Drizzle some oil on both sides of the bread and season with salt and pepper. Grill for 1-2 minutes per side, again looking for marks but not letting them burn.
Wrap mushrooms and bread in foil and mix beets with arugula in a large bowl. Add 2 tbsp canola, 2 tbsp vinegar, salt and pepper, and toss to coat, adding goat cheese if using it.
Put salad on plates, top each with bread, 2 mushrooms, and carmelized shallots. Eat and pretend it’s a burger!
So there you have it. Another healthy vegetarian meal fit for marathon training. Lots of vegetables, healthy fats, and whole grains. True, it’s not packed with protein, but recently I’ve read a lot that has started to convince me that we really don’t need nearly as much protein as we’ve grown up believing. Here’s a link to a blog post by a health and fitness coach providing some evidence that too much protein may actually be harming our bodies! So where did the idea that we need all this protein come from? Most of it is due to that great farce of reductionist nutrition science known as the “Four Food Groups,” an idea which has been pretty much discredited by now. More pressure to eat protein comes from the beef and dairy industries, who advertise on television and billboards and lobby to make sure that government nutrition guidelines still recommend copious amounts of protein. If you think I’m getting all conspiracy-theory on you, do a little research on it. Again I’ll recommend In Defense of Food by Michael Pollan, or any of the new wave of “conscious-eating” books. I know this is completely anecdotal, but look at gorillas. A huge, powerful animal with genetic makeup very similar to ours, and a whopping three percent of their diet is non-vegetarian, in the form of termites and caterpillars! I’m not saying “stop eating protein,” but certainly a smoothie in the morning and fish once a week should provide more than enough as part of a balanced diet, even for endurance athletes like marathoners or triathletes.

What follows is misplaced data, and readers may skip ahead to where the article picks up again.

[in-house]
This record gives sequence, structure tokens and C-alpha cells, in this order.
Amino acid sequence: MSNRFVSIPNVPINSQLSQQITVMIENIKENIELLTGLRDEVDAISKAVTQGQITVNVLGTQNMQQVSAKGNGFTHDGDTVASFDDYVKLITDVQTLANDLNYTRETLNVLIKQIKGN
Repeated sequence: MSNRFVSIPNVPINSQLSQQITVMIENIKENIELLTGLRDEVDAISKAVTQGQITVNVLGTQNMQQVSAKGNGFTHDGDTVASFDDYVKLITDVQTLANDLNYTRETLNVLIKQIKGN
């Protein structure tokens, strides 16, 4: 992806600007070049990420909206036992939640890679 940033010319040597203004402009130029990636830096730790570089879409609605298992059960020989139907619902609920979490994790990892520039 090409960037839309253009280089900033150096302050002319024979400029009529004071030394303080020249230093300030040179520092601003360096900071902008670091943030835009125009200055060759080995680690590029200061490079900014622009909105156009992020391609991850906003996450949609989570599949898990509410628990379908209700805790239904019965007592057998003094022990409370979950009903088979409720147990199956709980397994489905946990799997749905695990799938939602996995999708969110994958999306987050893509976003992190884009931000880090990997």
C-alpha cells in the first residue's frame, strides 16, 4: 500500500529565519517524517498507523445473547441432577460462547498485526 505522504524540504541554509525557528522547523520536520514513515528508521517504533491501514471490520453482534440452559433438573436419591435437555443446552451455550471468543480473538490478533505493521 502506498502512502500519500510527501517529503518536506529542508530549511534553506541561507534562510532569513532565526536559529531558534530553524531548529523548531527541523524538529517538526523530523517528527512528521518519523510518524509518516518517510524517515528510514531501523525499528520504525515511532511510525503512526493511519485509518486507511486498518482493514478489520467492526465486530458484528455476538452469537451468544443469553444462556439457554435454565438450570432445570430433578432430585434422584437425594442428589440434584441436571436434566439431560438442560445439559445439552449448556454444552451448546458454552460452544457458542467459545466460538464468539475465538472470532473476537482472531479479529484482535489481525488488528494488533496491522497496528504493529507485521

I’ll leave you with that to think about. On a much lighter note, watch the video of me attempting to give a cooking demonstration in my last post if you haven’t yet. Oh, and I almost forgot. 4 cows out of 5. We love this one, even if it’s not quite a burger.
Vegan Supplements: Which Ones Do You Need?
Written by Matt Frazier
I’m here with a message that, without a doubt, isn’t going to make me the most popular guy at the vegan potluck.
But it’s one I believe is absolutely critical to the long term health of our movement, and that’s why I’m committed to sharing it. Here goes…
Vegans need more than just B12.
Sure, Vitamin B12 might be the only supplement required by vegans in order to survive. But if you’re anything like me, you’re interested in much more than survival — you want to thrive.
So what else do vegans need?